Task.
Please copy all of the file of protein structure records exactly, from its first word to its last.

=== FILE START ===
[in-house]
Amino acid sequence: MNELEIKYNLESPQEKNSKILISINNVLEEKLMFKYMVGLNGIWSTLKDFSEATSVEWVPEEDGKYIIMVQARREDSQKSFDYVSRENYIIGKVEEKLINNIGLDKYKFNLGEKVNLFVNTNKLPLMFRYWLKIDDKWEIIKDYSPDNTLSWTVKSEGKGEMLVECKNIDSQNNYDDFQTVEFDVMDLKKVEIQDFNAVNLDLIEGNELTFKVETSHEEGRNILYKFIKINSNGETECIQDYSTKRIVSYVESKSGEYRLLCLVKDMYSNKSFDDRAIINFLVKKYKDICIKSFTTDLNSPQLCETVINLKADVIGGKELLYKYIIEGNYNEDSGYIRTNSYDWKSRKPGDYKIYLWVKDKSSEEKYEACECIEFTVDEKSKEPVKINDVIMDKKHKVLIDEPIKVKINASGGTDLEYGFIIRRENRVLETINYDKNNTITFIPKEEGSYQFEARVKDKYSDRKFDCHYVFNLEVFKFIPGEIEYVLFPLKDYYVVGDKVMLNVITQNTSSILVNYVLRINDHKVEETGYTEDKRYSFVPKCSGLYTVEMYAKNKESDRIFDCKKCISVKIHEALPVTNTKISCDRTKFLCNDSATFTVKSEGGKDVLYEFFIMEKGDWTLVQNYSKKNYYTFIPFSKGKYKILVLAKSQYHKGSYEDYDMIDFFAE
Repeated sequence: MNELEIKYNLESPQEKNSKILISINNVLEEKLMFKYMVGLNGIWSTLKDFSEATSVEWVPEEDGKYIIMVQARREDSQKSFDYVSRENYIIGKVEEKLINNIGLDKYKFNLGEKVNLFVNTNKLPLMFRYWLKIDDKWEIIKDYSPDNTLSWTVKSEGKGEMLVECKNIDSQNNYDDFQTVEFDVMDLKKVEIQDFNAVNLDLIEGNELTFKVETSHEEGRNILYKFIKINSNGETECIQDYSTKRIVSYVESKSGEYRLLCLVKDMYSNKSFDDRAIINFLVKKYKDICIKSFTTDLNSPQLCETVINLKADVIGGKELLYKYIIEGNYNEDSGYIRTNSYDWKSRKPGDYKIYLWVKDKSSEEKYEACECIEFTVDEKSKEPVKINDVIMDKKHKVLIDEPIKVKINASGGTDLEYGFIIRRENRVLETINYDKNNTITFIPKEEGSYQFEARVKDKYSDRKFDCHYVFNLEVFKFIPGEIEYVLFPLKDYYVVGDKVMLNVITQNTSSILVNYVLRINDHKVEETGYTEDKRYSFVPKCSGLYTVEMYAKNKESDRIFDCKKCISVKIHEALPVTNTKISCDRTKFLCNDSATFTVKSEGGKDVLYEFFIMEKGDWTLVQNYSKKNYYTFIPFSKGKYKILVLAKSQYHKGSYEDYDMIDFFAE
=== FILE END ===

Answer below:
[in-house]
Amino acid sequence: MNELEIKYNLESPQEKNSKILISINNVLEEKLMFKYMVGLNGIWSTLKDFSEATSVEWVPEEDGKYIIMVQARREDSQKSFDYVSRENYIIGKVEEKLINNIGLDKYKFNLGEKVNLFVNTNKLPLMFRYWLKIDDKWEIIKDYSPDNTLSWTVKSEGKGEMLVECKNIDSQNNYDDFQTVEFDVMDLKKVEIQDFNAVNLDLIEGNELTFKVETSHEEGRNILYKFIKINSNGETECIQDYSTKRIVSYVESKSGEYRLLCLVKDMYSNKSFDDRAIINFLVKKYKDICIKSFTTDLNSPQLCETVINLKADVIGGKELLYKYIIEGNYNEDSGYIRTNSYDWKSRKPGDYKIYLWVKDKSSEEKYEACECIEFTVDEKSKEPVKINDVIMDKKHKVLIDEPIKVKINASGGTDLEYGFIIRRENRVLETINYDKNNTITFIPKEEGSYQFEARVKDKYSDRKFDCHYVFNLEVFKFIPGEIEYVLFPLKDYYVVGDKVMLNVITQNTSSILVNYVLRINDHKVEETGYTEDKRYSFVPKCSGLYTVEMYAKNKESDRIFDCKKCISVKIHEALPVTNTKISCDRTKFLCNDSATFTVKSEGGKDVLYEFFIMEKGDWTLVQNYSKKNYYTFIPFSKGKYKILVLAKSQYHKGSYEDYDMIDFFAE
Repeated sequence: MNELEIKYNLESPQEKNSKILISINNVLEEKLMFKYMVGLNGIWSTLKDFSEATSVEWVPEEDGKYIIMVQARREDSQKSFDYVSRENYIIGKVEEKLINNIGLDKYKFNLGEKVNLFVNTNKLPLMFRYWLKIDDKWEIIKDYSPDNTLSWTVKSEGKGEMLVECKNIDSQNNYDDFQTVEFDVMDLKKVEIQDFNAVNLDLIEGNELTFKVETSHEEGRNILYKFIKINSNGETECIQDYSTKRIVSYVESKSGEYRLLCLVKDMYSNKSFDDRAIINFLVKKYKDICIKSFTTDLNSPQLCETVINLKADVIGGKELLYKYIIEGNYNEDSGYIRTNSYDWKSRKPGDYKIYLWVKDKSSEEKYEACECIEFTVDEKSKEPVKINDVIMDKKHKVLIDEPIKVKINASGGTDLEYGFIIRRENRVLETINYDKNNTITFIPKEEGSYQFEARVKDKYSDRKFDCHYVFNLEVFKFIPGEIEYVLFPLKDYYVVGDKVMLNVITQNTSSILVNYVLRINDHKVEETGYTEDKRYSFVPKCSGLYTVEMYAKNKESDRIFDCKKCISVKIHEALPVTNTKISCDRTKFLCNDSATFTVKSEGGKDVLYEFFIMEKGDWTLVQNYSKKNYYTFIPFSKGKYKILVLAKSQYHKGSYEDYDMIDFFAE